16 nov. 2010

You have to evaluate how you spend every dollar and everything else you do in the light of eternity. The way each one of you lives is where we begin our crusade to reach the lost of this world.
(K.P. Yohannan - Revolution in world missions - pag.201)

15 nov. 2010

Why do we live?

All of us are called for a purpose. Some years ago when I was in North India, a little boy about eight years old watched me as I prepared for my morning meditations. I began to talk to him about Jesus and asked him several questions.
What are you doing? I asked the lad.
I go to school, was the reply.
Why do you go to school?
To study, he said.
Why do you study?
To get smart
Why do you want to get smart?
So I can get a good job.
Why do you want to get a good job?
So I can make lots of money.
Why do you want to make lots of money?
So I can buy food.
Why do you want to buy food?
So I can eat.
Why do you want to eat?
To live.
Why do you live?
At that point the little boy tought for a minute, scratched his head, looked me in the face and said, Sir, why do I live? He paused for a moment in mid-tought, than gave his own sad answer: To die!
The question is the same for all of us: Why do we live?
(K.P. Yohannan - Revolution in world missions - pag. 168-169)

11 nov. 2010

In the 25 years following World War II, 71 nations broke free of western domination. And with their new found freedom, most decided Western missionaries would be among the first symbols of the West to go. Now 86 nations - with more than half of the world's population - forbid or seriously restrict foreign missionaries.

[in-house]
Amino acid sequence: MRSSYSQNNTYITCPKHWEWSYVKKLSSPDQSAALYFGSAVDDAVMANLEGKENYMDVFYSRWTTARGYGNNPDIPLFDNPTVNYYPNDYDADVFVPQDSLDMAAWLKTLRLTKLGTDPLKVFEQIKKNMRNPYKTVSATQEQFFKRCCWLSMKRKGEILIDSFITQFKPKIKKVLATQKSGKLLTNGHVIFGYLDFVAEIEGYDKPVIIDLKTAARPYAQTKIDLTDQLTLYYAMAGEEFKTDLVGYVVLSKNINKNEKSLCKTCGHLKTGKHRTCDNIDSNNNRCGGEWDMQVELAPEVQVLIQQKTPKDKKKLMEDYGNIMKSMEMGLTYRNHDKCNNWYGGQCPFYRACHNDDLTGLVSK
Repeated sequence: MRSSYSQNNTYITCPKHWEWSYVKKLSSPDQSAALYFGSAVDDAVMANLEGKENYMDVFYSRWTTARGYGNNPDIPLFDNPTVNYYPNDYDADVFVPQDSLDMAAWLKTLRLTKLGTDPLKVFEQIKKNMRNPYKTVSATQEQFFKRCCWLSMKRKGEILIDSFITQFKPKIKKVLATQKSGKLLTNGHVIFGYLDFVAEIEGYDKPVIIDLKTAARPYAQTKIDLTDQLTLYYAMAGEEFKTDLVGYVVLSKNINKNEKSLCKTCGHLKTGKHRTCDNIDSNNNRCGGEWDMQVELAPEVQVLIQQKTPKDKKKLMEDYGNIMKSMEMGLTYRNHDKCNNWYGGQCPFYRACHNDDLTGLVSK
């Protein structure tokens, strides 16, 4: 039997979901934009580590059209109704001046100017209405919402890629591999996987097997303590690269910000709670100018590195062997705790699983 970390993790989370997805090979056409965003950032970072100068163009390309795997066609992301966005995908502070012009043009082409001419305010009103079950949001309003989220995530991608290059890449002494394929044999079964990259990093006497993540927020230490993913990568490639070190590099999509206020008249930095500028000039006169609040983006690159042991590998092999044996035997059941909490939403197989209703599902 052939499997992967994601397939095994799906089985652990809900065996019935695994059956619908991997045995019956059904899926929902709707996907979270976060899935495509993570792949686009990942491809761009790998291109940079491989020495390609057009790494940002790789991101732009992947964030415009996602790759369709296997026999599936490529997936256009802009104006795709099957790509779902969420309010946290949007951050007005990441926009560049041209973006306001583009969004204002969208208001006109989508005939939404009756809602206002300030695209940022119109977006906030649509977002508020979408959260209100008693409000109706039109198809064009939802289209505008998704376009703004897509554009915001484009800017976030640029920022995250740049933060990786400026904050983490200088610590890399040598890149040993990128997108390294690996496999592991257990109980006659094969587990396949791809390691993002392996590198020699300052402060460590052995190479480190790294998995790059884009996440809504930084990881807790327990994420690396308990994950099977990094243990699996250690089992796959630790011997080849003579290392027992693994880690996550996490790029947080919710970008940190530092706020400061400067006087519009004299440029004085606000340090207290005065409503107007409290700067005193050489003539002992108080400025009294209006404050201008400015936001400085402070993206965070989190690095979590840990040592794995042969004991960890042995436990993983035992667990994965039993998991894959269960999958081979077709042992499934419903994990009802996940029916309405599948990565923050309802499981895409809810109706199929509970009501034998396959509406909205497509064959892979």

But there is a bright side to the story. The effect of all this on the emerging churches of Asia has been electric. Far from slowing the Gospel, the withdrawal of foreign missionaries has freed the Gospel from Western traditions that foreign missionaries had unwittingly added to it.
Sadhu Sundar Singh, a pioneer native missionary evangelist, used to tell a sotry that illustrates  the importance of presenting the Gospel in culturally acceptable terms.
A high-caste Hindu, he said, had fainted one day from the summer heat while sitting on a train in a railway station. A train employee ran to a water faucet, filled a cup with water and brought it to the man in an attempt to revive him. But in spite of his condition, the Hindu refused. He would have rather die than accept water in the cup of somenone from another caste.
Then someone noticed that the high-caste passenger had left his cup on the seat beside him. So he grabbed it, filled it with water and returned to offer it to the panting heat victim who immediately accepted the water with gratitude.
Then Sundar Singh would say to his hearers, "This is what I have been trying to say to missionaries from abroad. You have been offering the water of life to people of India in a foreign cup, and we have been slow to receive it. If you will offer it in our own cup - in an indigenous form - then we are much more likely to accept it."
(K.P. Yohannan - Revolution in world missions - pag. 154)

10 nov. 2010

Real Christian missions always are aware there is eternal hell to shun and heaven to gain. We need to restore the balanced vision General William Booth had when he started the Salvation Army. He had unbelievable compassion for winning lost souls to Christ. His own words tell the story of what he envisioned for the movement: "Go for souls, and go for the worst."